$chisquare$, d.f.,
$P$value, $c$ index (area under ROC curve), Somers' $D_{xy}$,
GoodmanKruskal $gamma$, Kendall's $taua$ rank
correlations
between predicted probabilities and observed response, the
Nagelkerke $R^2$ index, the Brier score computed with respect to
$Y >$ its lowest level, the $g$index, $gr$ (the
$g$index on the odds ratio scale), and $gp$ (the $g$index
on the probability scale using the same cutoff used for the Brier
score). Probabilities are rounded to the nearest 0.002
in the computations or rank correlation indexes.
In the case of penalized estimation, the
"Model L.R."
is computed without the penalty factor, and"d.f."
is the effective d.f. from Gray's (1992) Equation 2.9. The $P$value uses this corrected model L.R. $chisquare$ and corrected d.f. The score chisquare statistic uses first derivatives which contain penalty components.  fail

set to
TRUE
if convergence failed (andmaxiter>1
)  coefficients
 estimated parameters
 var

estimated variancecovariance matrix (inverse of information matrix).
If
penalty>0
,var
is either the inverse of the penalized information matrix (the default, ifvar.penalty="simple"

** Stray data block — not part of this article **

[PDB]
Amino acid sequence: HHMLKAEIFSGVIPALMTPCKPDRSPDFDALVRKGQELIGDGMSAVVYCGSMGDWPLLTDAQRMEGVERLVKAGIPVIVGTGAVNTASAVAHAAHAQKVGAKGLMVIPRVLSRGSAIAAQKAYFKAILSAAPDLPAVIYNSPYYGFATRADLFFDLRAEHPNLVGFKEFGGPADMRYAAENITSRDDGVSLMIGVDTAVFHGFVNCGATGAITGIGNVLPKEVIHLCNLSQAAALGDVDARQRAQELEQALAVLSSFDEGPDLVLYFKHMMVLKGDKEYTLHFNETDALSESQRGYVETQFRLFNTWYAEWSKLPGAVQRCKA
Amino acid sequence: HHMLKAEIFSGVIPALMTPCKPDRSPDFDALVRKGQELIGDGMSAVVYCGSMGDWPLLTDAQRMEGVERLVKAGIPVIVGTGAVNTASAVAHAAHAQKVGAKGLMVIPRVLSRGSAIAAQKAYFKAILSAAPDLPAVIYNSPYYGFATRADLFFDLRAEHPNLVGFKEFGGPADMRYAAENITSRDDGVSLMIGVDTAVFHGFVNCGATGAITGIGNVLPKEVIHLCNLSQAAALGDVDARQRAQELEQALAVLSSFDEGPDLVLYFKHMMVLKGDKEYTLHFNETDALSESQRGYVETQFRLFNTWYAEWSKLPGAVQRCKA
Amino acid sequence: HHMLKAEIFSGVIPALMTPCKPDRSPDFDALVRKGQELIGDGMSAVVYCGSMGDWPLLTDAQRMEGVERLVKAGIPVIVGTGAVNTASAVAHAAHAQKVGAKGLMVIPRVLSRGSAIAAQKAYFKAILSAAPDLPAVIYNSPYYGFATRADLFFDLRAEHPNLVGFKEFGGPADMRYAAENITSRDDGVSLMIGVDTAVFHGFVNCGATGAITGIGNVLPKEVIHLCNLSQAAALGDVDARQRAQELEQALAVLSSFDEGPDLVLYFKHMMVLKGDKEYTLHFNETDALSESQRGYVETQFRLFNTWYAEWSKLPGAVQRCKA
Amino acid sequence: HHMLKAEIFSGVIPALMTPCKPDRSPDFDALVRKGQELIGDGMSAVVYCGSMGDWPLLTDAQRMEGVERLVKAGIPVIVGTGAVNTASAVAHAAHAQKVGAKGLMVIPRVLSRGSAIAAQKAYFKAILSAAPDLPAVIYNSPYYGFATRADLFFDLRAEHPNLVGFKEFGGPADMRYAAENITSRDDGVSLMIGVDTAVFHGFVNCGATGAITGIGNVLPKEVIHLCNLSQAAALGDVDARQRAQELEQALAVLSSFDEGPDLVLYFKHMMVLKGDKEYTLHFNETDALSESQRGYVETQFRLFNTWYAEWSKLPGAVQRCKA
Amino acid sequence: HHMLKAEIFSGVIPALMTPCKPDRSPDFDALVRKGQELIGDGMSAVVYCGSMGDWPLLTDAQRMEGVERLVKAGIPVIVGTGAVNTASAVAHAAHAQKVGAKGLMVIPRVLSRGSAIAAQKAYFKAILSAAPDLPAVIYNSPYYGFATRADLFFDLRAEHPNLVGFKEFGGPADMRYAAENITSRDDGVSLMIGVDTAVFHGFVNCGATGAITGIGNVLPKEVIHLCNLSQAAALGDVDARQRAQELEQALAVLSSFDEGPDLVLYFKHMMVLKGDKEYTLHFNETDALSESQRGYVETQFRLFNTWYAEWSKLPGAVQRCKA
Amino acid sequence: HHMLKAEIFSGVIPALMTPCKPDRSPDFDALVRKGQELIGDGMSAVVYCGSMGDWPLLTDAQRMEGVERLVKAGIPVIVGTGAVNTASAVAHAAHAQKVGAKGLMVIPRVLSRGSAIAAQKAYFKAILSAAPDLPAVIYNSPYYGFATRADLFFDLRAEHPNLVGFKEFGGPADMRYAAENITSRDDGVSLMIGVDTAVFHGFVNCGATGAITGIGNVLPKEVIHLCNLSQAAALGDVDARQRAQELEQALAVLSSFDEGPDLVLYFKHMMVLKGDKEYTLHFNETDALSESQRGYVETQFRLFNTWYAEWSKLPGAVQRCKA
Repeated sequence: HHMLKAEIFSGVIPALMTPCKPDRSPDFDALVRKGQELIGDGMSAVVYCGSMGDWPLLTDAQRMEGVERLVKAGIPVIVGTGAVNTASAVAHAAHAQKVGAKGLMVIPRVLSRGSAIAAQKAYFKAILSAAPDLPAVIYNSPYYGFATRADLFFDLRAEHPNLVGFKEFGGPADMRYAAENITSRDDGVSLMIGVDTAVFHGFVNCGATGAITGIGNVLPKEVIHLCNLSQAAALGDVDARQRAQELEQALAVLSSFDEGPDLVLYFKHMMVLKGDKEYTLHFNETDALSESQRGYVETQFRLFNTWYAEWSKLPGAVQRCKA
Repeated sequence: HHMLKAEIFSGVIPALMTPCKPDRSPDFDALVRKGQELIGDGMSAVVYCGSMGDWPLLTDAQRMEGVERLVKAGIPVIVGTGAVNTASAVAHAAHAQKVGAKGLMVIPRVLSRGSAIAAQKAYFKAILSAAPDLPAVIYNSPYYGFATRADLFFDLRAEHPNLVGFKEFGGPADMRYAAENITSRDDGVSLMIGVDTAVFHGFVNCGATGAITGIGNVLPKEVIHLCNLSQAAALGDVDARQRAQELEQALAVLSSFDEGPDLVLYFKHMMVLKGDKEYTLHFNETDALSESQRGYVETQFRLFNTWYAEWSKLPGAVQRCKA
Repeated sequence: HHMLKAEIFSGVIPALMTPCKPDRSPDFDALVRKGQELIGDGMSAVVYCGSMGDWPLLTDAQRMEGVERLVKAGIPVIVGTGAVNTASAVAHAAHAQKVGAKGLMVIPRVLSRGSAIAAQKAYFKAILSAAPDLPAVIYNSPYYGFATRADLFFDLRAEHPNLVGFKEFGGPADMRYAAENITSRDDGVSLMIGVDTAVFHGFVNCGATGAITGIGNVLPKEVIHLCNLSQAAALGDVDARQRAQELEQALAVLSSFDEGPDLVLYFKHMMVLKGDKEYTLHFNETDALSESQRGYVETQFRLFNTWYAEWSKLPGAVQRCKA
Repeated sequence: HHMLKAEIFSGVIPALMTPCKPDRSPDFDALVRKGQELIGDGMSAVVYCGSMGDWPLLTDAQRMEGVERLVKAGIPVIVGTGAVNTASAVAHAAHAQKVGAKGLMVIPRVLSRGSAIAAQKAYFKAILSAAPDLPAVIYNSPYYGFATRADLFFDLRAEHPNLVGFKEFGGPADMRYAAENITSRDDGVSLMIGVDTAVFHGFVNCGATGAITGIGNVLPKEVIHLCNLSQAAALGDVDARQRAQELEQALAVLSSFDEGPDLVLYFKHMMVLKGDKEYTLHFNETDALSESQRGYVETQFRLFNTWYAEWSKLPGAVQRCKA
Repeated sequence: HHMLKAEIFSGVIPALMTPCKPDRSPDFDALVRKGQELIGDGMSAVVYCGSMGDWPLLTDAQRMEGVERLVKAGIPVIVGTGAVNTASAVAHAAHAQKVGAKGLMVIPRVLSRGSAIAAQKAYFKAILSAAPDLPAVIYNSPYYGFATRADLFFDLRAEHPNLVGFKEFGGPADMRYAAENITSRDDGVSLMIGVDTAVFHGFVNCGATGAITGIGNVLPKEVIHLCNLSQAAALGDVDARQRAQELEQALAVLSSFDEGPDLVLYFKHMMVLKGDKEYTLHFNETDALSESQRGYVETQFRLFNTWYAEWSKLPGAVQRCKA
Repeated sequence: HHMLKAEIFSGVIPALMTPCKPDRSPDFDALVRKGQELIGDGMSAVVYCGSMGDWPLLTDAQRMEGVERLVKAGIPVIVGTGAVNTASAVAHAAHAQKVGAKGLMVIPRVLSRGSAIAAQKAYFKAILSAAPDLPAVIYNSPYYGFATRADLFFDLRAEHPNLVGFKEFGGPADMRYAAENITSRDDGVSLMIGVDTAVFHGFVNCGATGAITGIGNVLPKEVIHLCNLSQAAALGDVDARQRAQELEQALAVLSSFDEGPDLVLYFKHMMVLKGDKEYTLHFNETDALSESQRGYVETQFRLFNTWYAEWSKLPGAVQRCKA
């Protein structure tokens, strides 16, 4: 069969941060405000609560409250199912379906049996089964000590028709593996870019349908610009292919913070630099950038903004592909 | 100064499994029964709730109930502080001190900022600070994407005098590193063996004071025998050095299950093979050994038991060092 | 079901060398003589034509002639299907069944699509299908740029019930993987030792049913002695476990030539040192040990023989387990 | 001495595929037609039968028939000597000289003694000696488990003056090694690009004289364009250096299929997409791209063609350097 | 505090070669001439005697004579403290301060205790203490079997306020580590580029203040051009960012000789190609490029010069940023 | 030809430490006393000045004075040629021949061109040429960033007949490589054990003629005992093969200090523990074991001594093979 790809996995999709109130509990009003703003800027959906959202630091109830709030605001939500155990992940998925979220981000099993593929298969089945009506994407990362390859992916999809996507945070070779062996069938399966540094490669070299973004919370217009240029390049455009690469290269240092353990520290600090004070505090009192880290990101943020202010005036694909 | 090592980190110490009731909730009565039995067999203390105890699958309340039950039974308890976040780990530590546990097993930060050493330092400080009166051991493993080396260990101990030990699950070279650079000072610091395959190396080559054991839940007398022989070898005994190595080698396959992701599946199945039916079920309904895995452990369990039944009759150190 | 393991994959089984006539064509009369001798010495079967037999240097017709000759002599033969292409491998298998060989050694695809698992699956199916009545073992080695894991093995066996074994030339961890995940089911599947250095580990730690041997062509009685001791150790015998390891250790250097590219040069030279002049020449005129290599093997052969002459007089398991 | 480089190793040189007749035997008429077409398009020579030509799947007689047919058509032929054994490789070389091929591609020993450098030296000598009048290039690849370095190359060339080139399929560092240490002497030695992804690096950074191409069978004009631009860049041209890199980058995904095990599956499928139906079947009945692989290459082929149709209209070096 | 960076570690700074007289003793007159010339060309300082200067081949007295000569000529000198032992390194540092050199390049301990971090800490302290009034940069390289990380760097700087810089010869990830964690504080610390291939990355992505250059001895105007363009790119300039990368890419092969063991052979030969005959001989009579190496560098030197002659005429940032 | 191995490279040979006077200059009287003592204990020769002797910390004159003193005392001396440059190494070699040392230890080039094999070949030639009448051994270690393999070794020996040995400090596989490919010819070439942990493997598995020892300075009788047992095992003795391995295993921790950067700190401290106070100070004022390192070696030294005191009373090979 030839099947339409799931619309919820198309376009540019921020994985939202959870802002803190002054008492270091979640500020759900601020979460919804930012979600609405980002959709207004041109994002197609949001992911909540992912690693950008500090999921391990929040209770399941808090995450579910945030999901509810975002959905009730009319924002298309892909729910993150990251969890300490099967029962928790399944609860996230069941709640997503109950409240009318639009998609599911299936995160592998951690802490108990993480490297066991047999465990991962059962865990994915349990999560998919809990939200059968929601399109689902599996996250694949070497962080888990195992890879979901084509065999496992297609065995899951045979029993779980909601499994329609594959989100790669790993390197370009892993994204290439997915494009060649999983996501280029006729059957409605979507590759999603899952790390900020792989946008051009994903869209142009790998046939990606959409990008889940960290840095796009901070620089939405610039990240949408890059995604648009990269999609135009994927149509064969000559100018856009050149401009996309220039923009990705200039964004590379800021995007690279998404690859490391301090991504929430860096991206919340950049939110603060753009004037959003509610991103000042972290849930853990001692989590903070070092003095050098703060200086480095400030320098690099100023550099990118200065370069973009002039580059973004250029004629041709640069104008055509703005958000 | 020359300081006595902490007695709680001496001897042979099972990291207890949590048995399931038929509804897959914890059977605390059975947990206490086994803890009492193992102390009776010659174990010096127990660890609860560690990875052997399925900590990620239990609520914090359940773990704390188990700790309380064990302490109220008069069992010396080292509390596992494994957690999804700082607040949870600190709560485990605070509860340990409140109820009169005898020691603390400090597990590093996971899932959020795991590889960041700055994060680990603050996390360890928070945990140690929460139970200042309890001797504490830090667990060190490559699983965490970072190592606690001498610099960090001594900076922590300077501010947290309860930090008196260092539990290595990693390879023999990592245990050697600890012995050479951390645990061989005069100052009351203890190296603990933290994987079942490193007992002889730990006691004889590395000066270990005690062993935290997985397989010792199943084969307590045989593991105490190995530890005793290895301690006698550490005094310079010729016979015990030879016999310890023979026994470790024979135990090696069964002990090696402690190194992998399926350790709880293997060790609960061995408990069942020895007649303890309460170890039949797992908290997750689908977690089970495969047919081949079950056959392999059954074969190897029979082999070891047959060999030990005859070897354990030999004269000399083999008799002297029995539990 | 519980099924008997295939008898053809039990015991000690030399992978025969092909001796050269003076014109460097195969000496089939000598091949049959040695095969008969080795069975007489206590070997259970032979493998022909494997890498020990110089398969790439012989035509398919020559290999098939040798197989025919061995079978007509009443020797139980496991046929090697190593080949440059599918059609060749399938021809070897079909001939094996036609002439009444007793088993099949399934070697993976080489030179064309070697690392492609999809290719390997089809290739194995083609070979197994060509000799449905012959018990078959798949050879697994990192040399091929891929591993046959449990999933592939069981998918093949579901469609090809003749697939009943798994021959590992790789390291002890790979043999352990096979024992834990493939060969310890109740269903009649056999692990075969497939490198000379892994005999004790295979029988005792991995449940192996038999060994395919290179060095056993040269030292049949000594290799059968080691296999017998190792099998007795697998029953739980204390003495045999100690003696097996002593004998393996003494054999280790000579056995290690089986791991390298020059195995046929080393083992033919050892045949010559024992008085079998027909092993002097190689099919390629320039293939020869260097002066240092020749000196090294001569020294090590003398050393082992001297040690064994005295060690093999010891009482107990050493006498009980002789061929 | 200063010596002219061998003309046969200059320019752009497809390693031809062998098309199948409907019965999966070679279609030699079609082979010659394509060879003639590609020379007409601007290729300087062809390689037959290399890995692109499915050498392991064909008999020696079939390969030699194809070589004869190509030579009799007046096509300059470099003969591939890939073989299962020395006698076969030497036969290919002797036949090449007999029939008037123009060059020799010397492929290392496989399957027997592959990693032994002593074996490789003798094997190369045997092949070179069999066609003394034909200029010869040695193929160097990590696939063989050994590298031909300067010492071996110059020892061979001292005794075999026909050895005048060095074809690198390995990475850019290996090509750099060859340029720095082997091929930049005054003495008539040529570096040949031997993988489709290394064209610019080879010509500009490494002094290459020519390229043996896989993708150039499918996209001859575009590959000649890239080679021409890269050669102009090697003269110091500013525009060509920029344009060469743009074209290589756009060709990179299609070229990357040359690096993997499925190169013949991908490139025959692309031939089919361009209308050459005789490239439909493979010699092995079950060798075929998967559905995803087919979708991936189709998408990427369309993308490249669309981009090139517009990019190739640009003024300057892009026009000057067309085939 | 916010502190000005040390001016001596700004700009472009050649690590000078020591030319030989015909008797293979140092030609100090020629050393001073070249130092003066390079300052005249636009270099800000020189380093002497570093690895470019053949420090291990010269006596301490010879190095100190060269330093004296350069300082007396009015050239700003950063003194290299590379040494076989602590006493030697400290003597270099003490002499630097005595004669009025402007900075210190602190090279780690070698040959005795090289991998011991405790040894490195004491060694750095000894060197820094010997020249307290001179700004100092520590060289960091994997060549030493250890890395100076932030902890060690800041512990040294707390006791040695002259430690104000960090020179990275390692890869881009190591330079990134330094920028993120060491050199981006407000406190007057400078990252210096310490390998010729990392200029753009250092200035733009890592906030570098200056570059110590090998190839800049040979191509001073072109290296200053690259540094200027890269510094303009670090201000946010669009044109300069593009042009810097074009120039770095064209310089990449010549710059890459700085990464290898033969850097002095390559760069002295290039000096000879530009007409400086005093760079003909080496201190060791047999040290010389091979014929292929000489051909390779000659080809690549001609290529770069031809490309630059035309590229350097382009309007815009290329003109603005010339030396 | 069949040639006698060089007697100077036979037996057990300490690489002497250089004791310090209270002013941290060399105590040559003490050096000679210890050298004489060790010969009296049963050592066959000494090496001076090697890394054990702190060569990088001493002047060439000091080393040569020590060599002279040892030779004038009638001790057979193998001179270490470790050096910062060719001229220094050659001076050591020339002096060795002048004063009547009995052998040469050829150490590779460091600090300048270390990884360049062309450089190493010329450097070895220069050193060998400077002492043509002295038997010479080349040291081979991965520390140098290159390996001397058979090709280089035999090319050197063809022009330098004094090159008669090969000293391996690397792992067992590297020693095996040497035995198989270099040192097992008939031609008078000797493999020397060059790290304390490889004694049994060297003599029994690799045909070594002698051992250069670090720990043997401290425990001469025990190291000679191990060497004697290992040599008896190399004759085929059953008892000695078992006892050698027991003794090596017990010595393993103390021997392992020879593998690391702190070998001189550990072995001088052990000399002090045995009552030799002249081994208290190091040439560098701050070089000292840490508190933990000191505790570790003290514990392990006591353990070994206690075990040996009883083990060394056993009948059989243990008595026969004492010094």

) or the sandwichtype variance  covariance matrix estimate (Gray Eq. 2.6) ifvar.penalty="sandwich"
. For the latter case the simple informationmatrix  based variance matrix is returned under the namevar.from.info.matrix
.  effective.df.diagonal

is returned if
penalty>0
. It is the vector whose sum is the effective d.f. of the model (counting intercept terms).  u
 vector of first derivatives of loglikelihood
 deviance
 2 log likelihoods (counting penalty components) When an offset variable is present, three deviances are computed: for intercept(s) only, for intercepts+offset, and for intercepts+offset+predictors. When there is no offset variable, the vector contains deviances for the intercept(s)only model and the model with intercept(s) and predictors.
 est

vector of column numbers of
X
fitted (intercepts are not counted)  non.slopes
 number of intercepts in model
 penalty
 see above
 penalty.matrix
 the penalty matrix actually used in the estimation
lrm
contains the following components
in addition to the ones mentioned under the optional arguments.References
Le Cessie S, Van Houwelingen JC: Ridge estimators in logistic regression. Applied Statistics 41:191201, 1992.
Verweij PJM, Van Houwelingen JC: Penalized likelihood in Cox regression. Stat in Med 13:24272436, 1994.
Gray RJ: Flexible methods for analyzing survival data using splines, with applications to breast cancer prognosis. JASA 87:942951, 1992.
Shao J: Linear model selection by crossvalidation. JASA 88:486494, 1993.
Verweij PJM, Van Houwelingen JC: Crossvalidation in survival analysis. Stat in Med 12:23052314, 1993.
Harrell FE: Model uncertainty, penalization, and parsimony. ISCB Presentation on UVa Web page, 1998.
See Also
lrm.fit
, predict.lrm
,
rms.trans
, rms
, glm
,
latex.lrm
,
residuals.lrm
, na.delete
,
na.detail.response
,
pentrace
, rmsMisc
, vif
,
cr.setup
, predab.resample
,
validate.lrm
, calibrate
,
Mean.lrm
, gIndex
, prModFit
Examples
#Fit a logistic model containing predictors age, blood.pressure, sex